What Materials are my Walls made of?

Home insurance offers two types of insurance, Building and Contents. Building insurance covers the structure of your home, for example, the exterior walls, and not the belongings inside. It has to cover rebuild costs should a disaster of some kind cause significant damage, either to one section of your home, or, at worst, the entire building. Contents Insurance extends to the valuable possessions contained within the home. You can opt for both types of cover within a combined policy. For Building Insurance, to accurately calculate rebuild costs, insurers need important details, including the materials with which the exterior walls are constructed. 

Not only do the materials used dictate the cost of rebuilding your home (stone masonry is more expensive than prefab material), they also indicate the risk of potential damage. For example, a solid brick home will sustain less damage during a fire than a timber home. Furthermore, materials add to the value of your home, for example, a stone or brick home is worth more than one with some other material, like vinyl or brick veneer.

Let’s have a quick look at the different materials used to construct exterior walls, and how they affect home insurance.


Traditionally, most homes and apartment blocks in the UK are made from brick. Standard bricks are the most readily available and tend to be the easiest of the solid construction blocks to use. Sometimes brick homes are built around wooden or steel frames, but some homeowners may choose non-standard frames, for example, concrete. 

There are also non-standard bricks, which may be more expensive than standard bricks and which may require different construction methods.

Standard home insurance applies, unless non-standard bricks and/or frames are used. In this case, insurers may assess the material and adjust costs accordingly.


Different types of stone are used in the construction process, including sandstone, granite, limestone, and flint. Sandstone and limestone are most commonly used, but it often depends on factors such as quality of local sources, weather resistance, and workability. Historically, stone was a much more common building material.

It’s best to use a specialist in masonry construction to ensure the integrity and structural strength of the building. This, and the weight and limited accessibility can drive up building and insurance costs. However, given their strength, they are less likely to suffer extensive damage should a natural disaster occur.

If you want the look of stone but don’t want to spend the family fortune on construction and insurance, then cladding is a good option. It provides an additional layer of eco-friendly insulation and allows for additional fire-resistant elements. Both of which can lower monthly insurance costs.


Concrete blocks are starting to give bricks a run for their money when it comes to construction material used. They’re easy to create, easy to use and can be quite energy-efficient if paired with certain types of cladding. They’re typically built around a steel frame and, because they can be poured into different shapes, you have a degree of customisation that is missing from bricks and stone.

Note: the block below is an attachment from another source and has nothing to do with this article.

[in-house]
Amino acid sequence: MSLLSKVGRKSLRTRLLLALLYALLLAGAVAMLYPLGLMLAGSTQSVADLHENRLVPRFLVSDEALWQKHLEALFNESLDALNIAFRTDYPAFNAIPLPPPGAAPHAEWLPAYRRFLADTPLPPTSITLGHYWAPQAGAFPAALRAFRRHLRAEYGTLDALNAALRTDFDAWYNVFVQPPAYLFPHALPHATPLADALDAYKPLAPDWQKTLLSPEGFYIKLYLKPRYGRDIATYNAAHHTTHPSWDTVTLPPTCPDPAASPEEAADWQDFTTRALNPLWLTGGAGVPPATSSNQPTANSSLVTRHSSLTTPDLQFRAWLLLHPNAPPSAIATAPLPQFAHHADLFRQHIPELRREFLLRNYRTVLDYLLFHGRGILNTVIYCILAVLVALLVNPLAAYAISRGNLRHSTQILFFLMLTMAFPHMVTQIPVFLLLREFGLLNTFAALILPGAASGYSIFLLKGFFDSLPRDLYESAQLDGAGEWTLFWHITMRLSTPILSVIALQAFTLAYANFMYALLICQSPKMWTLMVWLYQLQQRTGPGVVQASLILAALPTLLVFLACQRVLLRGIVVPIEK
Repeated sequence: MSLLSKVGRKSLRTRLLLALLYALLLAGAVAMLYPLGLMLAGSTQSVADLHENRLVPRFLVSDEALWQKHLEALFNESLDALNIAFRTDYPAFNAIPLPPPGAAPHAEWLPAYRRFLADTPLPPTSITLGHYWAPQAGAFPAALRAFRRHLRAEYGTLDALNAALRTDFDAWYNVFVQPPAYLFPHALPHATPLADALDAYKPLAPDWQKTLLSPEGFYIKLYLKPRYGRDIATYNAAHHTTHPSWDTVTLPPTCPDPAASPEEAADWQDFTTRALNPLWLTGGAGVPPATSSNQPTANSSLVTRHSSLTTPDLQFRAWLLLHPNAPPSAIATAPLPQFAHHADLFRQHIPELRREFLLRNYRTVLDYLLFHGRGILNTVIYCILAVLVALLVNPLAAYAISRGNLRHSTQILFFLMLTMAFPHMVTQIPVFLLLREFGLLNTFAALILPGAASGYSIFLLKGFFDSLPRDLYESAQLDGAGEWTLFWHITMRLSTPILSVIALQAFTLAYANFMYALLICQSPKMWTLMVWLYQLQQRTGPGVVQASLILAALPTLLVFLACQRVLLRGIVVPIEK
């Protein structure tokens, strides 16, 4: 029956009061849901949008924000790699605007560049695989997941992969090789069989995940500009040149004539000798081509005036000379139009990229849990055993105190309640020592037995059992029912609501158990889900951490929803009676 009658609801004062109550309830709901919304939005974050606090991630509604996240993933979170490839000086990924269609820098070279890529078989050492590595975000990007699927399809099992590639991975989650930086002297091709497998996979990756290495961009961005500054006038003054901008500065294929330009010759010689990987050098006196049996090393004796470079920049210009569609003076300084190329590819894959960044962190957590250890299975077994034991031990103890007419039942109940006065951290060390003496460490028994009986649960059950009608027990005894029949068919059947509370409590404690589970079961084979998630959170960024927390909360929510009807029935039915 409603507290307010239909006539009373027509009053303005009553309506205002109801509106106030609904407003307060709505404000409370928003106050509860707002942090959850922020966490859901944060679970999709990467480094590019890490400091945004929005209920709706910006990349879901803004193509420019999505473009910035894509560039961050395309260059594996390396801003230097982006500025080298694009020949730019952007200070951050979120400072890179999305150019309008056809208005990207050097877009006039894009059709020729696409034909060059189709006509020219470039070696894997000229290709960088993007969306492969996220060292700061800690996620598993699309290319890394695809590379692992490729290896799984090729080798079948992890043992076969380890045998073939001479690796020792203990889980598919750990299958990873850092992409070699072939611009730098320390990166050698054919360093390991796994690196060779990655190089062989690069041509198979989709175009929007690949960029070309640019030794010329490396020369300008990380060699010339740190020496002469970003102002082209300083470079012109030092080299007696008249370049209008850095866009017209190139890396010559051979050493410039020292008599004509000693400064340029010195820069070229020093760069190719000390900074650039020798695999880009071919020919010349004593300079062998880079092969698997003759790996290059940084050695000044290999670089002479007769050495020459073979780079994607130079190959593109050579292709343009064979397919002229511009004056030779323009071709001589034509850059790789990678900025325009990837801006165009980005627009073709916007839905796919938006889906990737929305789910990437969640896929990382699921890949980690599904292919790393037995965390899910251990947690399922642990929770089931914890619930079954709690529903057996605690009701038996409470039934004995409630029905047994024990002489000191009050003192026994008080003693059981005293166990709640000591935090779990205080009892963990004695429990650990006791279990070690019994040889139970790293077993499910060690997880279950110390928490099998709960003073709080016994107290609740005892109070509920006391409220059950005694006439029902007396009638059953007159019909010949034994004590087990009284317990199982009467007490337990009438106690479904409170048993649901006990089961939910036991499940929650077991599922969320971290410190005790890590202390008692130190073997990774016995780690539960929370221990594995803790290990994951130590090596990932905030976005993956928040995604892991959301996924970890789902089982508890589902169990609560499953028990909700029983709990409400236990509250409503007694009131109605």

It’s important to note that while there are many cost-related benefits to concrete blocks, they are not as weather-resistant as brick and stone, especially in areas with particularly high rainfall, flood-prone areas, and even spots close to the sea where salt and wind can take their toll. 

Generally, the insurance costs are similar to those of brick homes. Although insurers will consider your location when calculating cover and monthly premiums.


The use of asbestos is banned in the UK. It’s simply too dangerous to use. However, asbestos is still present in buildings built before 1999. During the later years, when we knew the health risks associated with asbestos, it was used with greater care than in the early years. Yet, construction workers continue to suffer from the ill effects of asbestos when working in buildings from that period of time. 

Home insurance is not necessarily affected by asbestos materials, but it’s advised that you talk to your insurance provider to find out how exactly they calculate the risks associated with the substance.  You should also contact a specialist contractor to advise further due to the health risks associated with it.


Prefabricated or prefab homes are becoming more popular in the UK. This is partly due to cost, after all, a ready-made home that essentially just needs to be put together once it arrives on site is made of less expensive material and is quick to build. Both of these factors save time and costs. 

They also have an interesting effect on home insurance. For example, the fact that less expensive materials are used lowers rebuild costs and results in lower premiums. However, they are far more likely to be utterly destroyed in a fire than a brick home. This increased risk can increase premiums. This is especially the case if combustible prefab material is used. Most modern prefab homes are made with non-combustible material or are treated with fire-resistant elements. 

In this instance, things like location play a role in calculating insurance costs. A timber frame home in the woods or close to woodland has a greater fire risk than one in a well-developed suburb.